Reading Practice: The Future of Lithium
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Category: The Environment
Topic: The Future of Lithium
Length: 1,396 words
Description: A medium-length academic article about the many uses of lithium, particularly focusing on its use in rechargeable batteries and environmental impact.
The Future of Lithium
A Discussion About ‘White Gold’ and its Environmental Impact
In the twenty-first century, the attention of scientists, manufacturers and the media has been increasingly focused towards one resource in particular: lithium. Since its discovery in the nineteenth century, lithium has had several significant technological uses, from weapons to medicine and most recently for the use of rechargeable batteries. As the demand for electric cars now threatens the oil industry and will potentially shift humanity’s needs away from fossil fuels, the use of lithium in rechargeable batteries is predicted to have a significant impact on current economic and social models. The following article first follows the discovery, developments and demands of this resource before also considering the impacts and implications this so-called ‘white gold’ is having on the world’s environment. 1
Scientists believe that lithium was likely created with the events of the Big Bang 13.7 billion years ago, but as with many resources it was not until the development of science and technology in the early 1800s that this element was formally discovered. It is now understood that lithium can be found in two primary environments: mines and brine water. The former refers to the lithium found in hard-rock formations such as in spodumene and petalites. It was during the analysis of petalites (a type of mineral) that Swedish physicist Johann August Arfvedson discovered lithium in 1817 – although it took approximately fifty more years to isolate the lithium compound. This was done by using an electric current to cause a chemical reaction known as electrolysis. The combination of mining such ore minerals and extracting the lithium through electrolysis is considered an expensive production process. This was nevertheless the predominant method for producing lithium up until the late 1990s. From this point onwards, it then became increasingly common to instead extract lithium from brine water as producing lithium in this way costs almost half as much as mining it. 2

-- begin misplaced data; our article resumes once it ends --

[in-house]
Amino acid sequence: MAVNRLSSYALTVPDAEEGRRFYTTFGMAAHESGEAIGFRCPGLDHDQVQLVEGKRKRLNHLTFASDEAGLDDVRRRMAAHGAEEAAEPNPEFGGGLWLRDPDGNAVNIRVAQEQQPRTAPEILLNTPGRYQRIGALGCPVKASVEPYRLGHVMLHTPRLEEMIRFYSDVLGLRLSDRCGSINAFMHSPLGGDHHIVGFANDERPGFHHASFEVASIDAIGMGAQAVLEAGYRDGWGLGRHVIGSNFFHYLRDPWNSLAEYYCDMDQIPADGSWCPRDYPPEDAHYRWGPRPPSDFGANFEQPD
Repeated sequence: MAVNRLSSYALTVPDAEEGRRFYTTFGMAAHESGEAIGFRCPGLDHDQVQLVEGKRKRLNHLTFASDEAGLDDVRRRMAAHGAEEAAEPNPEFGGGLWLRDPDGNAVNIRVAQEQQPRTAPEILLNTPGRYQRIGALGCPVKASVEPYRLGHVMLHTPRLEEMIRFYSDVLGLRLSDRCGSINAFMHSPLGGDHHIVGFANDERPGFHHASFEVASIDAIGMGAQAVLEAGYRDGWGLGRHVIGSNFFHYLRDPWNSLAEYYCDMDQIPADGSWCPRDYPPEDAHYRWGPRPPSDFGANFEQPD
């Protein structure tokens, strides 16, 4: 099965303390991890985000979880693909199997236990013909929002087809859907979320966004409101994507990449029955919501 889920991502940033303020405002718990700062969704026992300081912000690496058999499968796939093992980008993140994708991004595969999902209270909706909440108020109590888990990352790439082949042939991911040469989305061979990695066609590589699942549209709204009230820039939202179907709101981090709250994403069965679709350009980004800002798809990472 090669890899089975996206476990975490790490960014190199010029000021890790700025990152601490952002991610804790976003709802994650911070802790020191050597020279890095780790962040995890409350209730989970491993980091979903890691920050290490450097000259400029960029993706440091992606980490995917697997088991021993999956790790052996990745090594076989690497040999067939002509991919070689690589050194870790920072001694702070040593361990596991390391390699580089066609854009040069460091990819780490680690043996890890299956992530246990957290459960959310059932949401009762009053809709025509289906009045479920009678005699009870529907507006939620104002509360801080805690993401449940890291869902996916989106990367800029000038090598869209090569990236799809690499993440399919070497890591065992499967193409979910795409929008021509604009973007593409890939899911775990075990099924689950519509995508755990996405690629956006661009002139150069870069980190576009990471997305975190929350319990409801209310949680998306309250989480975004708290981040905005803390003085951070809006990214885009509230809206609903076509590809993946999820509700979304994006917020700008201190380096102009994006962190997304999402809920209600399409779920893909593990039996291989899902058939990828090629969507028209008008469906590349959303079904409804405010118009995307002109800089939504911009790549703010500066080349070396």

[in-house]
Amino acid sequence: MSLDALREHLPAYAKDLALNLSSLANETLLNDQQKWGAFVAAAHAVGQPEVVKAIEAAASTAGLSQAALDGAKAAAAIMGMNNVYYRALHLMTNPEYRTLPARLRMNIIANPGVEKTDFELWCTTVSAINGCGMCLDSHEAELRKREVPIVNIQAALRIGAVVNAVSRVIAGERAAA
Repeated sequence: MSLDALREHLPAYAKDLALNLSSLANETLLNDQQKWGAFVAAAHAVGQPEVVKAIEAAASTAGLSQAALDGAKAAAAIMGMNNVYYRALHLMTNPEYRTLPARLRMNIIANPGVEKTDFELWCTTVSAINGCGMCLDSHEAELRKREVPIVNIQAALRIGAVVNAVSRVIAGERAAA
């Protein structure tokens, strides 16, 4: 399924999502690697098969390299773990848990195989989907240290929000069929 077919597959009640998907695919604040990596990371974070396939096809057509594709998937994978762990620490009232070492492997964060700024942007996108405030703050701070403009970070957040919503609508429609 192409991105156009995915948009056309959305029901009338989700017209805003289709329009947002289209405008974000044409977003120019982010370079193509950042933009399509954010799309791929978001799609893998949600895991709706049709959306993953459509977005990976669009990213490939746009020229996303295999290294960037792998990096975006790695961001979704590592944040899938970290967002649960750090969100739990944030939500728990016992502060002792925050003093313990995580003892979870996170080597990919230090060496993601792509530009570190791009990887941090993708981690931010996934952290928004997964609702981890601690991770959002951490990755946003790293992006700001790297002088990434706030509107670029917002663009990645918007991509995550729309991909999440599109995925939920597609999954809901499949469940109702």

Brine containing lithium reportedly represents over 80% of the world’s lithium reserves. Such brine most commonly occurs in underground reservoirs below the surface of salty, dried lakebeds. There are a number of these lakebeds (or salars, as they are called) in the world, but one of the largest and perhaps most reputed geographical areas for them is known as the ‘white triangle’ and crosses Chile, Argentina, and Bolivia. From the underground pools of these salars, brine is first extracted and then the sun is used to evaporate much of the liquid until enough concentrated lithium remains. These remains are then pumped to a nearby processing plant in which additional metals such as magnesium or barons are removed. Although this process is certainly cheaper than traditional mining, it can take up to two or three years before the necessary evaporation is complete. Therefore, although brine extraction may be more cost effective, it is not necessarily quicker than traditional mining methods. Nevertheless, lithium companies appear to be continually investing into newer technologies to decrease the production time, and it is believed that in the near future these companies will succeed in expediting the process greatly. 3
Perhaps unknown to most people outside of South America, it is significant that such lithium-dense salars are found in Bolivia as this country is economically one of the weakest in the region. Most of its citizens live impoverished and are well below the poverty line. In 2018, however, it was reported that the Bolivian prime minister Evo Morales agreed to a business deal with a small German company to build a multi-million-dollar lithium production plant. This new partnership is hoped to provide Bolivia the opportunity to significantly increase its GDP (Gross Domestic Product) as it is predicted that the demand for lithium will double by the year 2025. The cause for this predicted increase in demand appears mostly linked to the use of rechargeable batteries in electric cars. However, before the invention of batteries, particularly the type found in many of society’s most popular turn-of-the-millennium electronic devices, lithium has historically had multiple significant uses. These uses can perhaps be most easily separated into two categories: those for the body and those for industry. 4